We recommend reading this chapter on Varsity to learn more and understand the concepts in-depth.

Key takeaways from this chapter

  1. The Assets side of the Balance sheet displays all the company’s assets.
  2. Assets are expected to give an economic benefit during their useful life.
  3. Assets are classified as Non-current and Current assets.
  4. The useful life of Non-current assets is likely to last beyond 365 days or 12 months.
  5. Current assets are expected to pay off within 365 days or 12 months.
  6. Assets inclusive of depreciation are called the ‘Gross Block.’
  7. Net Block = Gross Block – Accumulated Depreciation
  8. The sum of all assets should equal the sum of all liabilities. Only then the Balance sheet
  9. is said to have balanced.
  10. The Balance sheet and P&L statement are inseparable. They are connected in many ways.


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  1. Vivek BM says:

    what is the interpretion of Decreasing Non Current asset and increase in current asset?

    • Karthik Rangappa says:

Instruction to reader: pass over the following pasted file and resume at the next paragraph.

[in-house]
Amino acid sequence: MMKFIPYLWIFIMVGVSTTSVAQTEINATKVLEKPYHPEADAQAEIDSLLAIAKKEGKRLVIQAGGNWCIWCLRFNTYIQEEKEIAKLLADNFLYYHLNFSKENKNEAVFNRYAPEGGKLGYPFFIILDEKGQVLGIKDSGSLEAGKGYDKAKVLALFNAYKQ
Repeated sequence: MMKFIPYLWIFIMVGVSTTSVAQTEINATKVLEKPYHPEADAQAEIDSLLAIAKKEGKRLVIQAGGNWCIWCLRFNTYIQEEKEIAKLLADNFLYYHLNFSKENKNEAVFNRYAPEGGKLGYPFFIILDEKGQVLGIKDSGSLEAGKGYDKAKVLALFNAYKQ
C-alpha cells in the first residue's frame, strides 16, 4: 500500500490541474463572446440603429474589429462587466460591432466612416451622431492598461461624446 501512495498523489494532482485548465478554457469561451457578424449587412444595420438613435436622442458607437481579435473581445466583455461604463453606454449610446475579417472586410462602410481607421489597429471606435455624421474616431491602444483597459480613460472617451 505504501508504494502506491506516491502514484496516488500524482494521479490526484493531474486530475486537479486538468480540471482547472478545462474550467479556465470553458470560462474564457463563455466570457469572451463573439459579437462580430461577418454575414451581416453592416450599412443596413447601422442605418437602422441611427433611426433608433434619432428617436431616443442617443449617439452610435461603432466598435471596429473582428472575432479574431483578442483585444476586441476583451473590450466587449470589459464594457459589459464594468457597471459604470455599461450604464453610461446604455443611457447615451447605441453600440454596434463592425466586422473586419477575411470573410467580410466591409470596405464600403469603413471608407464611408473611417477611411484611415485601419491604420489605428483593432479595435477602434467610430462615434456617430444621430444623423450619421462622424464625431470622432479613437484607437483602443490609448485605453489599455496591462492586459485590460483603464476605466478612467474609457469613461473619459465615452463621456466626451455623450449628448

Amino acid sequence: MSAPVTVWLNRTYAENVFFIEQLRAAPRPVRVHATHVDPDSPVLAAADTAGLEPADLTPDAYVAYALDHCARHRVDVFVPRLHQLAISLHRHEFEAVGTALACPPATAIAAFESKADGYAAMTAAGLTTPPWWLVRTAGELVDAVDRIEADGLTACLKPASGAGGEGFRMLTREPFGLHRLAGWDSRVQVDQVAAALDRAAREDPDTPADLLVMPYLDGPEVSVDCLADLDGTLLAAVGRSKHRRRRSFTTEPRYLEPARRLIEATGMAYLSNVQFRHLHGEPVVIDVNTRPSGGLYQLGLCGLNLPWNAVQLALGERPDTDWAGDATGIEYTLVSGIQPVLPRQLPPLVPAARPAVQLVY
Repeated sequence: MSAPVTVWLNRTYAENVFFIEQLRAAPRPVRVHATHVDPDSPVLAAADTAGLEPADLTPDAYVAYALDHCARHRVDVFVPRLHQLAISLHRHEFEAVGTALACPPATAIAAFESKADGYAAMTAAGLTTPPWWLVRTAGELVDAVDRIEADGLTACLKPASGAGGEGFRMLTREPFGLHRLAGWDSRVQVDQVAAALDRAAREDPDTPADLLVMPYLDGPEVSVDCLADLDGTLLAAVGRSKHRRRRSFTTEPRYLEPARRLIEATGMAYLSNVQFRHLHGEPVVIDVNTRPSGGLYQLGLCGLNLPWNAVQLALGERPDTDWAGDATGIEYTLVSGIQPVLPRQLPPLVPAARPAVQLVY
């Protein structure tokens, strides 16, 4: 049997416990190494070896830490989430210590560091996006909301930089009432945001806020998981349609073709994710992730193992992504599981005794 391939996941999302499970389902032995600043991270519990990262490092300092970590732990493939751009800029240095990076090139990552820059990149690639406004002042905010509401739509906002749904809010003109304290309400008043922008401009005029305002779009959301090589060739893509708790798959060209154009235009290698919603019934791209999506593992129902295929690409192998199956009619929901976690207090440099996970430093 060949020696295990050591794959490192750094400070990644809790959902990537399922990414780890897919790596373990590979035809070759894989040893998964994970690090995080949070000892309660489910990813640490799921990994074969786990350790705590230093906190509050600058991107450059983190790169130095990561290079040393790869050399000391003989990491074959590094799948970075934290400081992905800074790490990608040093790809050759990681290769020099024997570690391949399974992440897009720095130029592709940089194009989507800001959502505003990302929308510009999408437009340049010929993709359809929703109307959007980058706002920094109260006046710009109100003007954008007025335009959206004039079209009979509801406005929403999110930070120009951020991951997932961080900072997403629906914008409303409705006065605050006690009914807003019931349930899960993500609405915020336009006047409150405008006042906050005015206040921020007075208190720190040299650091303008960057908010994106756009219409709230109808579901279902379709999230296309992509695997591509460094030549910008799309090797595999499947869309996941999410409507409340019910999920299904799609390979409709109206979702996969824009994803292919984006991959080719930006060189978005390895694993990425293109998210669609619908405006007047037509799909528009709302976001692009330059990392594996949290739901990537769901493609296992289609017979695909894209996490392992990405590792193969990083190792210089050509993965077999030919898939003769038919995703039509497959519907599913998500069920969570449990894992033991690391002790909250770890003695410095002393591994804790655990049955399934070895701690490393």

A decrease in long-term assets means the company is selling off stuff. YOu need to figure why they are doing it. Maybe because debt is high? Increase in current assets means the company’s working capital is improving.

  2. MM says:

    Sum of all assets is equal to sum of all liabilities ensures balance sheet is balanced. What is meant by this statement? As pe rmy understanding, if assets value more than liabilities then it represents good financial health.

    • Karthik Rangappa says:

      From a balance sheet perspective, if assets are more than a liability, then how is the company financing such assets?

  3. Vimit says:

    I did not understand the other equity part. how it is part of liability?

    • Karthik Rangappa says:

      You need to look at it from the company’s point of view, Vimit. From the company’s POV, networth is a liability to its shareholders.

  4. steve says:

    sir ,
    I have one doubt that where we can get these information about [document]

  5. Anirban Basak says:


    Are the reserves and surpluses represents “Treasury share”?

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